• University Hall (Union Square): known as Uhall; includes a TV lounge, a music practice room with a piano, a small conference room with a printing station, and a study lounge. Also includes Burger Studio and a branch of the University Learning Center, NYU’s peer tutoring center.
  • Weinstein Hall (Union Square): offers a big screen TV, foosball, ping pong, and pool tables and is used as both a study lounge and a space for the RAs to hold events and activities. In the sub-cellar there are music practice rooms with pianos, a laundry room, and three classrooms, which can also double as study lounges. Includes many dining options.


Learn more about NYU’s residence halls via the Office of Housing and Dining website.


Next, walk to campus or take NYU’s student bus. Have breakfast at one of 16 on-campus dining facilities, which include Dunkin Donuts, Argo Tea, Starbucks, and Peet’s Coffee, or dine at a local coffee shop. Do some reading for one of your courses, such as a Core Curriculum requirement like Cultures and Contexts, where you’ll learn about the history of a particular culture.


Take a stroll around campus and experience New York’s Greenwich Village. Catch up with a friend by the fountain in Washington Square Park before you head over to your first class of the day.




Have lunch at an on-campus eatery. Chat with friends and make plans to attend an upcoming arts or cultural event. One of the benefits of attending college in an urban setting like New York is that there are plenty of opportunities to see world-renowned speakers or take advantage of new experiences both and on- and off-campus.


Attend your afternoon class, which could be the “Freshman Seminar Wiseguys, Spies, and Private Eyes: Heroes and Villains in American Culture, Film, and Literature,” where you’ll learn about American archetypes and themes.


Head over to your work-study, off-campus, or volunteer job. NYU CareerNet helps you find positions (both federal and non-federal work-study), off-campus jobs, and internship opportunities.


Meet with extracurricular group at Kimmel Center for University Life. NYU boasts more than 300 active student clubs and organizations, from Cheese Club to the Joss Whedon Appreciation Society, along with many school-specific organizations. NYU also has an active Greek Life and both varsity and club athletic teams.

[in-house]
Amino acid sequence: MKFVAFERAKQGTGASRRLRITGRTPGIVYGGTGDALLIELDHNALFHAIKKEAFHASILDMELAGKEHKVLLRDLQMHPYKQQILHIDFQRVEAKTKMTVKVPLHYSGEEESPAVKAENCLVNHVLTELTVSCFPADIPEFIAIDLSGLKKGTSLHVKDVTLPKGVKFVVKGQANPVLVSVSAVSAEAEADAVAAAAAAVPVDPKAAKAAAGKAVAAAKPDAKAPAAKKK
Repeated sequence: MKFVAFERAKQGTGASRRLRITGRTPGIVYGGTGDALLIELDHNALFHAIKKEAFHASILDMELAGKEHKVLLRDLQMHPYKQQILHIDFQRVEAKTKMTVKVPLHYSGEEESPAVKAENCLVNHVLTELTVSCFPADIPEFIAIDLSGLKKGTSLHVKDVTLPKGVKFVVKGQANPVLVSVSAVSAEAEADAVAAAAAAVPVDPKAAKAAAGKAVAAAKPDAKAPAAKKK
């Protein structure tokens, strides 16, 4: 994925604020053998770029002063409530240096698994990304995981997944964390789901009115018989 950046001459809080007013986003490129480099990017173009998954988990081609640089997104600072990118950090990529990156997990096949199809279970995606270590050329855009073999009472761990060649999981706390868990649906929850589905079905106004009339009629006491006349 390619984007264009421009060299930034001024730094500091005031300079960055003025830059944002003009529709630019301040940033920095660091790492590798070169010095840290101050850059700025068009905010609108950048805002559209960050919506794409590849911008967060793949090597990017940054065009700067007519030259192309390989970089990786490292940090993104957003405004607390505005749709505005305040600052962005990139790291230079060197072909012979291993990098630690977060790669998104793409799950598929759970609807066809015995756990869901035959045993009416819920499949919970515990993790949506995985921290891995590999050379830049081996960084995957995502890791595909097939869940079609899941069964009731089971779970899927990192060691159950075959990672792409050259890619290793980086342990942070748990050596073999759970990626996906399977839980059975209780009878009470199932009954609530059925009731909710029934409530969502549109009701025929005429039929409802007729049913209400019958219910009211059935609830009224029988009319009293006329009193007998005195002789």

Have dinner at a local restaurant. New York, and especially the Village, is home to a wide range of cuisines, with many cheaper options and discounts available for college students.


Catch an on-campus event. Events include renowned speakers, art exhibitions, sporting events, performances, concerts, and other cultural experiences. Or head to the famous Elmer Holmes Bobst Library (known as “Bobst”), one of the largest academic libraries in the United States, to get some studying done, do some reading, or spend time with friends.


For More Help With Applying to NYU

To learn more about NYU and find tips for applying, check out How to Write New York University’s 2016-2017 Essays.


Curious about your chances of acceptance to your dream school? Our free chancing engine takes into account your GPA, test scores, extracurriculars, and other data to predict your odds of acceptance at over 500 colleges across the U.S. We’ll also let you know how you stack up against other applicants and how you can improve your profile. Sign up for your free CollegeVine account today to get started!

Short Bio
Laura Berlinsky-Schine is a freelance writer and editor based in Brooklyn with her demigod/lab mix Hercules. She specializes in education, technology and career development. She also writes satire and humor, which has appeared in Slackjaw, Points in Case, Little Old Lady Comedy, Jane Austen’s Wastebasket, and Funny-ish. View her work and get in touch at: www.lauraberlinskyschine.com.